The applicable legal standard for Plaintiff's claim depends on his status as a pretrial
detainee or prisoner. The Due Process Clause of the Fourteenth Amendment governs the claims
of a pretrial detainee, and the Eighth Amendment applies to claims of prisoners. See Smith v.
Dart, 803 F.3d 304, 312 (7th Cir. 2015) (citing Kingsley v. Hendrickson, 135 S. Ct. 2466, 2475
(2015); Budd v. Motley, 711 F.3d 840, 842 (7th Cir. 2013)). Although a convicted prisoner is
entitled to freedom from conditions that amount to “cruel and unusual punishment,” a pretrial
detainee is entitled to be free from conditions that constitute “punishment.” Bell v. Wolfish, 441
U.S. 520, 535 (1979); Farmer v. Brennan, 511 U.S. 825, 832 (1994). Plaintiff, it appears, was a
pretrial detainee during the relevant time period.
There is little practical difference between the standards that are applicable to pretrial
detainees and convicted prisoners for claims involving the conditions of confinement. Claims
brought under the Fourteenth Amendment are “appropriately analyzed under the Eighth
Amendment.” Dart, 803 F.3d at 310 (citing Smego v. Mitchell, 723 F.3d 752, 756 (7th Cir.
2013) (“[T]he protection afforded under [the Due Process Clause] is functionally
indistinguishable from the Eighth Amendment's protection for convicted prisoners.”)).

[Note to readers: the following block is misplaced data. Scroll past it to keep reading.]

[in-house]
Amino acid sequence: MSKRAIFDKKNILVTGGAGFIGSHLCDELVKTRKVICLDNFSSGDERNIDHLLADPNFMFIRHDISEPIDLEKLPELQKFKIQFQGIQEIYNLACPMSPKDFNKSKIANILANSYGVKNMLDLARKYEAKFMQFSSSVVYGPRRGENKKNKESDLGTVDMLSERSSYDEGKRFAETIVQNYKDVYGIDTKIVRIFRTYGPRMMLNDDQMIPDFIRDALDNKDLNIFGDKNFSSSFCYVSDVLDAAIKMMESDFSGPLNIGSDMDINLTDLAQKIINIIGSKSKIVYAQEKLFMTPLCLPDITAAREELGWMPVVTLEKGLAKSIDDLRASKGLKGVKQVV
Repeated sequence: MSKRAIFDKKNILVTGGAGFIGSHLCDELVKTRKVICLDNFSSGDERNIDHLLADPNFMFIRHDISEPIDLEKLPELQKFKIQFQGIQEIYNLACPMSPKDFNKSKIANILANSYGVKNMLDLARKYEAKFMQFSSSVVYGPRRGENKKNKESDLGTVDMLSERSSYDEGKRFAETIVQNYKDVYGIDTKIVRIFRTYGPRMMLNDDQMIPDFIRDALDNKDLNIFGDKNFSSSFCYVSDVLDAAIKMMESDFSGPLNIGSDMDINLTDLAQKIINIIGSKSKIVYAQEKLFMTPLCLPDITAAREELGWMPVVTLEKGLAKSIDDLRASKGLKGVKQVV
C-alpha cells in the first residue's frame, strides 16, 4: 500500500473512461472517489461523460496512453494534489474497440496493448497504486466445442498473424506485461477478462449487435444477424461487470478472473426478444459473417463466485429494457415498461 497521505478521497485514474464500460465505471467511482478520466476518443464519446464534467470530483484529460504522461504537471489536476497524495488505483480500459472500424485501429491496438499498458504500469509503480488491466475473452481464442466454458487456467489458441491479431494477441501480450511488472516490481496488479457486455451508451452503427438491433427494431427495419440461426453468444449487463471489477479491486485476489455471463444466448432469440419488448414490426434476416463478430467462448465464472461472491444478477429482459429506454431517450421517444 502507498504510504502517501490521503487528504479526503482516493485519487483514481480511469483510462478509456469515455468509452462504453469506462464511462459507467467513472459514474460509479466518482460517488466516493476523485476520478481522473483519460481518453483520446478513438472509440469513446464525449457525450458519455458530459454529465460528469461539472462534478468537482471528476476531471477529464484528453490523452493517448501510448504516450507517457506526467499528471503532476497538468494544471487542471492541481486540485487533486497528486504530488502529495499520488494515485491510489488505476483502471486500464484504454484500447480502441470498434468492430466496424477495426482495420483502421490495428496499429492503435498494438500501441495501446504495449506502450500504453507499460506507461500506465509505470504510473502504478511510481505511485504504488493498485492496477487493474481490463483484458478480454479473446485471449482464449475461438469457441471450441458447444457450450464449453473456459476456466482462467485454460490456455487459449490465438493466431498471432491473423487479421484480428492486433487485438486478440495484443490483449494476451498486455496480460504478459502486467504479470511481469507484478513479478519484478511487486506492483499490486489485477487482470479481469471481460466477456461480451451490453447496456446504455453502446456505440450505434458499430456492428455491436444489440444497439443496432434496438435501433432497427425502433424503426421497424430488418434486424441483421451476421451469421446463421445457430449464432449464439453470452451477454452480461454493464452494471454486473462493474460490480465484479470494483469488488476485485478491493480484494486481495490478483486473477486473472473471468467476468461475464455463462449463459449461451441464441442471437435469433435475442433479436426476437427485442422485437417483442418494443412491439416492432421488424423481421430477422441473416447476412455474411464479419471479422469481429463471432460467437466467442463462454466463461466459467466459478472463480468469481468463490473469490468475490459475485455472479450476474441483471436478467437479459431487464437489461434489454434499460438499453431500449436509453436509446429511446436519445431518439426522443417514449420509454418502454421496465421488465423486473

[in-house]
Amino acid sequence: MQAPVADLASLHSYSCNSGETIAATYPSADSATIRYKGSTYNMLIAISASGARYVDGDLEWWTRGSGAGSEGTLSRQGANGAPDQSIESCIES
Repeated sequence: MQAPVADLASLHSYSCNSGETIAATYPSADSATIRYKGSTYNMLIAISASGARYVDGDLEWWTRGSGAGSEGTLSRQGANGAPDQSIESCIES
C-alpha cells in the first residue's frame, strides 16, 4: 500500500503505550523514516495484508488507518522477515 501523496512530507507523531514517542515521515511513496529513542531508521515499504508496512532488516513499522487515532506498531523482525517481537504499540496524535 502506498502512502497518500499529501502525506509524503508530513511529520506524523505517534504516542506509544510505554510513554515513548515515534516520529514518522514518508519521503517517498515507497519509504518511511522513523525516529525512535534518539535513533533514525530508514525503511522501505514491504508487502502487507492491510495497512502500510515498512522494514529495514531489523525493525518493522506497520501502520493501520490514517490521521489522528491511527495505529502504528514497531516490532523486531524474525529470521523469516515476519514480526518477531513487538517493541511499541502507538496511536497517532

A prison official's deliberate indifference to an inmate's health or safety may violate the
Eighth Amendment's ban on cruel and unusual punishment. See Farmer v. Brennan, 511 U.S.
825, 834, 114 S.Ct. 1970, 128 L.Ed.2d 811 (1994). The inmate must allege both an objective and
a subjective component of the claim. To satisfy the objective component, the alleged deprivation
must be “sufficiently serious”; that is, it must expose the inmate to a “substantial risk of serious
harm.” Id. (internal quotation marks omitted). To satisfy the subjective element, the prison
official must have acted with deliberate indifference to the inmate's health or safety; the official
“must both be aware of facts from which the inference could be drawn that a substantial risk of
serious harm exists, and he must also draw the inference.” Id. at 837, 114 S.Ct. 1970. With
respect to claims related to contaminated water, “[j]ust as correctional officers cannot deprive
inmates of nutritional food, they cannot deprive inmates of drinkable water.” Smith v. Dart, 803
F.3d 304, 313 (7th Cir. 2015).
Plaintiff has failed to satisfy both components of his deliberate indifference conditions of
confinement claim. With respect to the objective component, Plaintiff claims he learned about
the boil order when he was watching the news. (Doc. 1, p. 4). He asked Nurse Barbara for
bottled water, but she refused his request. Id. Plaintiff claims that C.O. Smith then indicated that
the boil order was not for “this county” and the water was safe to drink. Id. Plaintiff relayed what
he heard on the news and asked to speak to a supervisor. Id. C.O. Smith left and C.O. Green